Cattlemen's Day, 1991; Kansas Agricultural Experiment Station contribution; no. 91-355-S; Report of progress (Kansas State University. Agricultural Experiment Station and Cooperative Extension Service); 623; Beef; Protein Supplement; Winter range; Intake; Digestibility; Alfalfa
Sixteen, ruminally cannulated, beef steers were used in an intake/digestion experiment to determine the effects of supplementing a dormant, winter-harvested, bluestem range, forage diet with increasing amounts of moderate quality alfalfa. Steers were allowed ad libitum access to dormant forage and were supplemented with alfalfa hay at: 1) .23, 2) .47, 3).70, and 4) .94 % of BW on a dry matter (DM) basis. As the amount of supplemental alfalfa increased, dormant forage intake decreased, but total DM intake increased. Dry matter digestibility was unaffected by treatment, and only minor changes were noted for ruminal fermentation characteristics. Changes in ruminal fill and liquid dilution rates indicated an increase in digesta passage with increasing amounts of supplemental alfalfa hay. Although these results indicate that maximal digestible nutrient intake is attained at the highest level of supplementation, levels of nutrient intake and fermentation patterns indicate that adequate performance may be attained at lower levels of supplementation.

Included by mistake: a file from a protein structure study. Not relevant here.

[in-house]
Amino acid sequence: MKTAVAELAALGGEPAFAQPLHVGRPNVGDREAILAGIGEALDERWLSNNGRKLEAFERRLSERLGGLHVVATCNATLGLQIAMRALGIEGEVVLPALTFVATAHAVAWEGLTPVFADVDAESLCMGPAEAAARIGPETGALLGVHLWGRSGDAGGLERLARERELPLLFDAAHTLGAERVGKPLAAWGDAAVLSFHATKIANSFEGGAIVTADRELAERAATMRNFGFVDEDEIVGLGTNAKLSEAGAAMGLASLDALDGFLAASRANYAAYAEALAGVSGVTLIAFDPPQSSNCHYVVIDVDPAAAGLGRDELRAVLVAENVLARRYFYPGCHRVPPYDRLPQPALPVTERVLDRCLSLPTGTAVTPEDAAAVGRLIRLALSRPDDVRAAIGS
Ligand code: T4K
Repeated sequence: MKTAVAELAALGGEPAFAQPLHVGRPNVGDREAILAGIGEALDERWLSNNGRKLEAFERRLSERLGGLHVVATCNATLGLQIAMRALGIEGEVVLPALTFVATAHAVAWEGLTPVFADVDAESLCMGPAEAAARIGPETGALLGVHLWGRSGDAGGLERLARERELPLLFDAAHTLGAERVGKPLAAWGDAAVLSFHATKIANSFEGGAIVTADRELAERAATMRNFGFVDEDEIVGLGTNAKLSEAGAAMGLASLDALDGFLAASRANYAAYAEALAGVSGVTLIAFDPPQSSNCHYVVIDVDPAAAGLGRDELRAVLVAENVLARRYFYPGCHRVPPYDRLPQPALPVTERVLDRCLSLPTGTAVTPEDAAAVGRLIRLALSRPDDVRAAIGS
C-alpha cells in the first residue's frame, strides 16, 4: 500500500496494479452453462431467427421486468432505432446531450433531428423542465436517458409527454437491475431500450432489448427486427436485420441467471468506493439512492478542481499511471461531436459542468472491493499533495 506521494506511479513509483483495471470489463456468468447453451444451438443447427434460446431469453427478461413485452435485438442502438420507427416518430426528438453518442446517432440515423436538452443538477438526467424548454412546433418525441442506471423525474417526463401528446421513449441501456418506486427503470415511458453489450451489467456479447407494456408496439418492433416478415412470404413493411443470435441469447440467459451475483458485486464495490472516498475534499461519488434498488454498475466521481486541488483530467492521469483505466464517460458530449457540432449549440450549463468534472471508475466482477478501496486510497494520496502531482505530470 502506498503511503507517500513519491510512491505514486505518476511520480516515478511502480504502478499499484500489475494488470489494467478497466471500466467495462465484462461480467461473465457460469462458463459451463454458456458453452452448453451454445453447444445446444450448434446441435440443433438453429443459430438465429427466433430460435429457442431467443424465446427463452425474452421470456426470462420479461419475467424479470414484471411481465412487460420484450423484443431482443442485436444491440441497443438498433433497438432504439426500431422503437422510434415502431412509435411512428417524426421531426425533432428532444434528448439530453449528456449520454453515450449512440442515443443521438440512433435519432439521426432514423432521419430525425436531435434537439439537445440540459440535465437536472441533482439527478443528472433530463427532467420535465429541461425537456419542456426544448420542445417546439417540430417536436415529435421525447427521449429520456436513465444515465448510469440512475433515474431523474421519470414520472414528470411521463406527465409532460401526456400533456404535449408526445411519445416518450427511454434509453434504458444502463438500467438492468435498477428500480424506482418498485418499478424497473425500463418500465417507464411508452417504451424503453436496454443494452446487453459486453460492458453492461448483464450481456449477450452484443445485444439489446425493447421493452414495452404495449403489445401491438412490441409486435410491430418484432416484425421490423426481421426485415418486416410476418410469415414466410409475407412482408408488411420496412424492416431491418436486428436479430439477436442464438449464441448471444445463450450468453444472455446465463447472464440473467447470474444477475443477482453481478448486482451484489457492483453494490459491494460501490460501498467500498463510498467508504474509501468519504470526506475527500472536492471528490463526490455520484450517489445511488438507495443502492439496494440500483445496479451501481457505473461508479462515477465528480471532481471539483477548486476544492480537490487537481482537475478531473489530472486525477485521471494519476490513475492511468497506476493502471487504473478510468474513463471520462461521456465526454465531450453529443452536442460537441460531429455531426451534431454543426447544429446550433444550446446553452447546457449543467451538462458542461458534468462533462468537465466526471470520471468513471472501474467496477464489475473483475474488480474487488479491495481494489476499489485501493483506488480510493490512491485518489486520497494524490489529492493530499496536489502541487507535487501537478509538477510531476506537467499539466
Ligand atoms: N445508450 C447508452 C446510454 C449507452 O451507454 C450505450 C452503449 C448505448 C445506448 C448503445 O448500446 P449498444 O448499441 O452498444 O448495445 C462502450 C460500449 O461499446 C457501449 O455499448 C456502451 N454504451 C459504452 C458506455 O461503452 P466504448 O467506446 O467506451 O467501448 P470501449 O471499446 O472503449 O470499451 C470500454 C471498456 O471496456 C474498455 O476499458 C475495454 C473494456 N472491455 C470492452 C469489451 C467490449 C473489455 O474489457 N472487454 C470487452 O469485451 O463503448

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Vanzant, E.S. and Cochran, R.C.
"Influence of increasing amounts of supplemental alfalfa hay on intake and utilization of dormant, winter-harvested, bluestem-range forage by beef steers,"
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